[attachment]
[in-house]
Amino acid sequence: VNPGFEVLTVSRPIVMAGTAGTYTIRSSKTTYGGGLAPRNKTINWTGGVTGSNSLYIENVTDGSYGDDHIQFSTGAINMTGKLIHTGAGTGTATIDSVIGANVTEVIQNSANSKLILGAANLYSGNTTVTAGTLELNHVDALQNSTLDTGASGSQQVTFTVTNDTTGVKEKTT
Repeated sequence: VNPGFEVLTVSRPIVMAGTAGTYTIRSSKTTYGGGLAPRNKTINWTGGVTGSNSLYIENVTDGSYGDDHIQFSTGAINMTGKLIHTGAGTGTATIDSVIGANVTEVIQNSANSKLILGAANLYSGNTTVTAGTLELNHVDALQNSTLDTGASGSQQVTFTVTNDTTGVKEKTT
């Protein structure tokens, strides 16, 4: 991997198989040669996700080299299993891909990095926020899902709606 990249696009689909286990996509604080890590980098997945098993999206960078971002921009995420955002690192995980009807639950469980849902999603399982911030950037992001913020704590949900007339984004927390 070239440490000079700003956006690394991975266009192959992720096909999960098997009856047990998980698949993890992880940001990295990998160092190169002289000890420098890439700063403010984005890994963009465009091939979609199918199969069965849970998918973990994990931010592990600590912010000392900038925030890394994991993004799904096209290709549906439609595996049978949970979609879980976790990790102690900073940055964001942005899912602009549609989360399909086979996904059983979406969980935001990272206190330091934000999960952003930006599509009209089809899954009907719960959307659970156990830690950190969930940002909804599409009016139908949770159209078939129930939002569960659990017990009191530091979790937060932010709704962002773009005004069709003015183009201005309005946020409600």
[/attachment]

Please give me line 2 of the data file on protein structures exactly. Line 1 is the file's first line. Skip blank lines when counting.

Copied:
Amino acid sequence: VNPGFEVLTVSRPIVMAGTAGTYTIRSSKTTYGGGLAPRNKTINWTGGVTGSNSLYIENVTDGSYGDDHIQFSTGAINMTGKLIHTGAGTGTATIDSVIGANVTEVIQNSANSKLILGAANLYSGNTTVTAGTLELNHVDALQNSTLDTGASGSQQVTFTVTNDTTGVKEKTT